By: Tim Dohrer, Director, Master of Science in Education Program, School of Education and Social Policy, Northwestern University; Tom Golebiewski, Consultant, Wolcott School, Adjunct Faculty, School of Education and Social Policy, Northwestern University; Miriam Pike, Head of School, Wolcott School.
Illustration by: Isabelle Richards
On Friday April 27, over 150 educators from across the country gathered at Wolcott School in Chicago to explore best practices for integrating social & emotional skills into classrooms and schools. The goal was to showcase teachers who had developed lessons and units that teach to the SEL skills areas and learning standards.
Two practitioner-based keynote speeches framed the work going on in schools nationally and regionally. Molly Gosline, SEL Coordinator at Adlai S. Stevenson High School, offered an overview of the research on SEL and the SEL framework before describing the professional development she is doing with hundreds of high school teachers at Stevenson to integrate SEL into their curriculums. Gosline uses student perception data with teachers to identify strengths and areas for improvement, then coaches teachers on new strategies the will deepen student learning of the five SEL skills.
Next, Kristin McKay from UMOJA connected SEL skills to restorative justice practices being implemented in schools in Chicago. McKay led participants through several activities that engaged in self reflection about moments when they themselves have felt hurt, harmed another and what was done to repair the relationship and reconnect with each other. She placed honest and open communication at the centerpiece of developing empathetic, genuine and restorative relationships. She challenged participants to think about school as a community that values and builds a climate and culture that infuses SEL skills and practices into the daily experiences and operations in so they become authentic, normalized and expected.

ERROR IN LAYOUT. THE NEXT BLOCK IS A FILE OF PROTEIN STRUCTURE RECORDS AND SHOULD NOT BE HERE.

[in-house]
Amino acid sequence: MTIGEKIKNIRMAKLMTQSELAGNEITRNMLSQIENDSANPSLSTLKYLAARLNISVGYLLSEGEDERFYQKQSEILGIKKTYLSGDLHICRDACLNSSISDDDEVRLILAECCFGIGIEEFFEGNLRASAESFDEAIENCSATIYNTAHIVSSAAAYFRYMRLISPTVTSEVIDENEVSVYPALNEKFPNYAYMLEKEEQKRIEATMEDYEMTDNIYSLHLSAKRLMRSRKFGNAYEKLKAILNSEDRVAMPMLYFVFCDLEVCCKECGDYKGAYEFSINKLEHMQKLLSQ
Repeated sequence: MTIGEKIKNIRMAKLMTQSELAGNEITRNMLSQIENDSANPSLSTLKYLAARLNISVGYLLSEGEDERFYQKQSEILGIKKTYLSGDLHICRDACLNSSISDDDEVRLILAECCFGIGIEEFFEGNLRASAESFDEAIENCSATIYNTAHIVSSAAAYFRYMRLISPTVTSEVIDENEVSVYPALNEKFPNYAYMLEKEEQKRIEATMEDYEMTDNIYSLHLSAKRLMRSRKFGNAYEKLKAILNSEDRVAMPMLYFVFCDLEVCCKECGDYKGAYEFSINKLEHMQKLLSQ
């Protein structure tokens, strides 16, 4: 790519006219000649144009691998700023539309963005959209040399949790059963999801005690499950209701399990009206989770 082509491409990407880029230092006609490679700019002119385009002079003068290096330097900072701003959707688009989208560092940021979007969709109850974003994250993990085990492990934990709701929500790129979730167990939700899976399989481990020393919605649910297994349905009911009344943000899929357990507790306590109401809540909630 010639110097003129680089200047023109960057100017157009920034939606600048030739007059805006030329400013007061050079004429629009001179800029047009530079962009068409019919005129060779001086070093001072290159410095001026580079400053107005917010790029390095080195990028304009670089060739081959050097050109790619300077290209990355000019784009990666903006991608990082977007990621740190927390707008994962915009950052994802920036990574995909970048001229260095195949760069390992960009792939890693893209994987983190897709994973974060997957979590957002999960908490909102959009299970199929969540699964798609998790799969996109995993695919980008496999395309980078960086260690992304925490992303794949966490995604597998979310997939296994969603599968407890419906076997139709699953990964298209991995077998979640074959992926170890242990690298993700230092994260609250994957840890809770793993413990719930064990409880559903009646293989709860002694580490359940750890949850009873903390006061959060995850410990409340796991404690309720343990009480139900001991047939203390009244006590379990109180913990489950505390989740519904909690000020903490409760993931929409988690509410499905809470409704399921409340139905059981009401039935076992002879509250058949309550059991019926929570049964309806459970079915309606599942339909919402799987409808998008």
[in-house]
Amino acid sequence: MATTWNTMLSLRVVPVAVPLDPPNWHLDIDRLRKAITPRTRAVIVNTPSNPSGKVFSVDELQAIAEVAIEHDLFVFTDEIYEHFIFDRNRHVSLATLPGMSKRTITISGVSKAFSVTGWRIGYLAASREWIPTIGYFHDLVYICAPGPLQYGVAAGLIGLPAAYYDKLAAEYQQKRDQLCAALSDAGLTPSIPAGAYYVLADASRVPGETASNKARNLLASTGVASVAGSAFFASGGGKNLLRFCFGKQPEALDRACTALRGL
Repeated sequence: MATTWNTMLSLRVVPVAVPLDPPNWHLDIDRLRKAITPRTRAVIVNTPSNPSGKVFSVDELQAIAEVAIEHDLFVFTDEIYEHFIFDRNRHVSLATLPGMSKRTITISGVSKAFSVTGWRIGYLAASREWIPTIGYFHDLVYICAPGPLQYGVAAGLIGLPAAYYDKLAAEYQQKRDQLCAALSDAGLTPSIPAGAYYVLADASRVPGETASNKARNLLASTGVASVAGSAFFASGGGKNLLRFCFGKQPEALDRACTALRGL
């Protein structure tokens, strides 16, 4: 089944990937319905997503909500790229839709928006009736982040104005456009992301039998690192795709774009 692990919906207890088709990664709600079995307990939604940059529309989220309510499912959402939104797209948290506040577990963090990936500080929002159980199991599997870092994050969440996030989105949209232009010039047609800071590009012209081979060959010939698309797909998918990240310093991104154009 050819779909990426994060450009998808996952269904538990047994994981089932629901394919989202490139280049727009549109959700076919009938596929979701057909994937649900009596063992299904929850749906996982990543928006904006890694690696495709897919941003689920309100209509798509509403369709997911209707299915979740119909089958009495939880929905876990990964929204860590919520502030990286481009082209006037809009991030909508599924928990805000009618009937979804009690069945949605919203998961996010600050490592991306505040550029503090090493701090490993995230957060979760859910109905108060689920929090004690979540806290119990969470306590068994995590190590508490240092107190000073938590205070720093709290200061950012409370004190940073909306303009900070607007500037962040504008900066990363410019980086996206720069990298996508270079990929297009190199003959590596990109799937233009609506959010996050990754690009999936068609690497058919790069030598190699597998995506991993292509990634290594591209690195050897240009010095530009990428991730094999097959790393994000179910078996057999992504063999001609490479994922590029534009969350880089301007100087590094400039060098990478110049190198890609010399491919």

The bulk of the day was spent engaging in small group explorations of specific content areas that experientially illustrated practices and strategies. With a focus upon direct application and classroom integration, three separate workshops on topics related to mindfulness, peace circles, role of play, and measuring SEL skills were held. Specific areas of the building were designed as a Peace Room, Mindfulness Room and Play Room, where participants could experience these approaches. Classroom teachers presented curriculum and strategies that integrated SEL in Math, Science, English, Social Studies, Learning Strategies, PE/Health, and Art.
One from the many examples of integration in the classroom was by Ravi Shah, Lead Teacher of the Math Department at Wolcott School. Ravi presented strategies he uses in his classes with students with learning differences that have helped alleviate the effects of developmental dyscalculia and math anxiety. He provided a neurological explanation for mathematical learning challenges and that often leads to the development of math anxiety in the classroom. Specifically, the math anxiety that develops through repeated negative experiences that holds students back. In his presentation, he addressed how helping students develop Self Awareness and Self Management skills can lead to positive experiences in managing their anxiety while doing math.